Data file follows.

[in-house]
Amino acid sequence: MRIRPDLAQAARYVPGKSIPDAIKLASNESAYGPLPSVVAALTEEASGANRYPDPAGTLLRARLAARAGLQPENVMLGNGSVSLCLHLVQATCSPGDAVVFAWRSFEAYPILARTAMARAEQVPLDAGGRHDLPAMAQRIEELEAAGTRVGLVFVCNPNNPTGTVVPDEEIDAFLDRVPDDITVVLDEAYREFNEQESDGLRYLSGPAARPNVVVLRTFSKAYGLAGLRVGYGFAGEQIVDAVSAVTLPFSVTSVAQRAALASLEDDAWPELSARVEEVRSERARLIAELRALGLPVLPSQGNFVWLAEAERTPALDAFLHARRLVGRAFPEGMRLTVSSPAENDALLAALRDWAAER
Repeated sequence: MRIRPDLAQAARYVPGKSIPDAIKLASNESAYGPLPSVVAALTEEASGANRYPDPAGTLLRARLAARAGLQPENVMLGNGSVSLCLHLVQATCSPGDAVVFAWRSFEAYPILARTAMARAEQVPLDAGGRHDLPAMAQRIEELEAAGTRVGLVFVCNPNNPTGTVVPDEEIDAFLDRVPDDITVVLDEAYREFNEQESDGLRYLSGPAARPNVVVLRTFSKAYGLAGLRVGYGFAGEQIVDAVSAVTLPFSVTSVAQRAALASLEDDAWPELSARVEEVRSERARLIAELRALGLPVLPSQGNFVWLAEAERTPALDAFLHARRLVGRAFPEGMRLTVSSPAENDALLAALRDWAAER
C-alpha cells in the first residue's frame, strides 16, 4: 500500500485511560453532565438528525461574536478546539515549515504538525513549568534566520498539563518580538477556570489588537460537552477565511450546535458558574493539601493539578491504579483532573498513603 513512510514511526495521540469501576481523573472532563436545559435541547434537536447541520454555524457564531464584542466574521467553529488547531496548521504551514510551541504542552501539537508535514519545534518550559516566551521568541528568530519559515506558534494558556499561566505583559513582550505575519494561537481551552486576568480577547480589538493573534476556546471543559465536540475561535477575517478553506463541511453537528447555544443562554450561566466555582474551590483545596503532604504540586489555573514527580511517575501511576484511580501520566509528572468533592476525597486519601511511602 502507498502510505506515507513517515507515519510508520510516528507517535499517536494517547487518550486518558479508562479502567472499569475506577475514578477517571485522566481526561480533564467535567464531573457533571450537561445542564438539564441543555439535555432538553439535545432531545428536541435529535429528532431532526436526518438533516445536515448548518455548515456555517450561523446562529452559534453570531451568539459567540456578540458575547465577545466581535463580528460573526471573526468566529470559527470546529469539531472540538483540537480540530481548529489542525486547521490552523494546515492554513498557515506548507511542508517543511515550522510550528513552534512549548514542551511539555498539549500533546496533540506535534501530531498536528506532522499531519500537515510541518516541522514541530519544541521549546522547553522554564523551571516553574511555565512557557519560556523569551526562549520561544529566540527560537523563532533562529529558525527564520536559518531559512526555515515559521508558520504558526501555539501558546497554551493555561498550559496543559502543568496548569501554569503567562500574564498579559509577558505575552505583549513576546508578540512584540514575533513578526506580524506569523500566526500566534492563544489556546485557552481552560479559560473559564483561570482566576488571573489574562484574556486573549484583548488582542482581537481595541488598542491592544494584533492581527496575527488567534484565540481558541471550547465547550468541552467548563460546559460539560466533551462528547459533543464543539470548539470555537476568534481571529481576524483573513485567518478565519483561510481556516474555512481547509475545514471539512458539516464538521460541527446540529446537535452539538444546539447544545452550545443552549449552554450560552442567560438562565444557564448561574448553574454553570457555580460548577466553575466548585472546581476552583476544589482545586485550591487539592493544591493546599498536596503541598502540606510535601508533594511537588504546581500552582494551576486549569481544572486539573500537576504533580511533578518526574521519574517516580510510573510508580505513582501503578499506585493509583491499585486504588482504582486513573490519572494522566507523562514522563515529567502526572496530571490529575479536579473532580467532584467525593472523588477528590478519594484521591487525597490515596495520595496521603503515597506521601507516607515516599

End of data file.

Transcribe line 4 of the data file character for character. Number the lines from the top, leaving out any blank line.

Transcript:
C-alpha cells in the first residue's frame, strides 16, 4: 500500500485511560453532565438528525461574536478546539515549515504538525513549568534566520498539563518580538477556570489588537460537552477565511450546535458558574493539601493539578491504579483532573498513603 513512510514511526495521540469501576481523573472532563436545559435541547434537536447541520454555524457564531464584542466574521467553529488547531496548521504551514510551541504542552501539537508535514519545534518550559516566551521568541528568530519559515506558534494558556499561566505583559513582550505575519494561537481551552486576568480577547480589538493573534476556546471543559465536540475561535477575517478553506463541511453537528447555544443562554450561566466555582474551590483545596503532604504540586489555573514527580511517575501511576484511580501520566509528572468533592476525597486519601511511602 502507498502510505506515507513517515507515519510508520510516528507517535499517536494517547487518550486518558479508562479502567472499569475506577475514578477517571485522566481526561480533564467535567464531573457533571450537561445542564438539564441543555439535555432538553439535545432531545428536541435529535429528532431532526436526518438533516445536515448548518455548515456555517450561523446562529452559534453570531451568539459567540456578540458575547465577545466581535463580528460573526471573526468566529470559527470546529469539531472540538483540537480540530481548529489542525486547521490552523494546515492554513498557515506548507511542508517543511515550522510550528513552534512549548514542551511539555498539549500533546496533540506535534501530531498536528506532522499531519500537515510541518516541522514541530519544541521549546522547553522554564523551571516553574511555565512557557519560556523569551526562549520561544529566540527560537523563532533562529529558525527564520536559518531559512526555515515559521508558520504558526501555539501558546497554551493555561498550559496543559502543568496548569501554569503567562500574564498579559509577558505575552505583549513576546508578540512584540514575533513578526506580524506569523500566526500566534492563544489556546485557552481552560479559560473559564483561570482566576488571573489574562484574556486573549484583548488582542482581537481595541488598542491592544494584533492581527496575527488567534484565540481558541471550547465547550468541552467548563460546559460539560466533551462528547459533543464543539470548539470555537476568534481571529481576524483573513485567518478565519483561510481556516474555512481547509475545514471539512458539516464538521460541527446540529446537535452539538444546539447544545452550545443552549449552554450560552442567560438562565444557564448561574448553574454553570457555580460548577466553575466548585472546581476552583476544589482545586485550591487539592493544591493546599498536596503541598502540606510535601508533594511537588504546581500552582494551576486549569481544572486539573500537576504533580511533578518526574521519574517516580510510573510508580505513582501503578499506585493509583491499585486504588482504582486513573490519572494522566507523562514522563515529567502526572496530571490529575479536579473532580467532584467525593472523588477528590478519594484521591487525597490515596495520595496521603503515597506521601507516607515516599